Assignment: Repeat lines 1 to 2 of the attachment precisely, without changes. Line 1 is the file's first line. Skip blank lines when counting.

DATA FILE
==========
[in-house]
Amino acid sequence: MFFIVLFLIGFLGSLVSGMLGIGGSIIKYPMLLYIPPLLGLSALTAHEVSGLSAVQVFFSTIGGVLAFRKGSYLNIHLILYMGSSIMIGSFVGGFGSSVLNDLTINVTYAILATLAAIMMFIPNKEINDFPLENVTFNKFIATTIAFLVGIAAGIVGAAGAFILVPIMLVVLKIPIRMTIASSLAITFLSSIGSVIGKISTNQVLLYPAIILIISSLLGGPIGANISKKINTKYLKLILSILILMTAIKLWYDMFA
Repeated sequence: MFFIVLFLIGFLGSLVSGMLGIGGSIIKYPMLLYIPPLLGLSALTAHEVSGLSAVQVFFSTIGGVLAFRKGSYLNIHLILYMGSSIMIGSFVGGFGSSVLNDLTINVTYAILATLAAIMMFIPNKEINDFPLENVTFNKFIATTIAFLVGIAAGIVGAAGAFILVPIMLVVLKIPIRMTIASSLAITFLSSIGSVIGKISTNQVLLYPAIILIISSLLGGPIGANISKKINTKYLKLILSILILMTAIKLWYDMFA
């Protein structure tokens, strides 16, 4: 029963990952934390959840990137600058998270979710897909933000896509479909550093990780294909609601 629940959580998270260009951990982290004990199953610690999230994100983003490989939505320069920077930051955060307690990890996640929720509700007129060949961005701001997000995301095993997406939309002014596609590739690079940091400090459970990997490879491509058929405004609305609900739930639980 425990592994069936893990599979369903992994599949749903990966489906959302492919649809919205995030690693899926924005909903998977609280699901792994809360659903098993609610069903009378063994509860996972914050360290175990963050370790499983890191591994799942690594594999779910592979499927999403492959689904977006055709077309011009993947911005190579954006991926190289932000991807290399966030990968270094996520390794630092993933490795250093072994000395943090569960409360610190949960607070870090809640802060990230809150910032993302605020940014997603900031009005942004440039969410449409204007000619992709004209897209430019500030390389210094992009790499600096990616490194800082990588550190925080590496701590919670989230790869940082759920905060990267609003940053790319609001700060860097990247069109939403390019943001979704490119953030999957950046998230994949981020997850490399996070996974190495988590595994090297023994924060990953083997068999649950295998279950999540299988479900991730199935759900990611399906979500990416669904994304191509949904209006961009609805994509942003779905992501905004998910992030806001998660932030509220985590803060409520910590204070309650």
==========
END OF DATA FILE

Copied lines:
[in-house]
Amino acid sequence: MFFIVLFLIGFLGSLVSGMLGIGGSIIKYPMLLYIPPLLGLSALTAHEVSGLSAVQVFFSTIGGVLAFRKGSYLNIHLILYMGSSIMIGSFVGGFGSSVLNDLTINVTYAILATLAAIMMFIPNKEINDFPLENVTFNKFIATTIAFLVGIAAGIVGAAGAFILVPIMLVVLKIPIRMTIASSLAITFLSSIGSVIGKISTNQVLLYPAIILIISSLLGGPIGANISKKINTKYLKLILSILILMTAIKLWYDMFA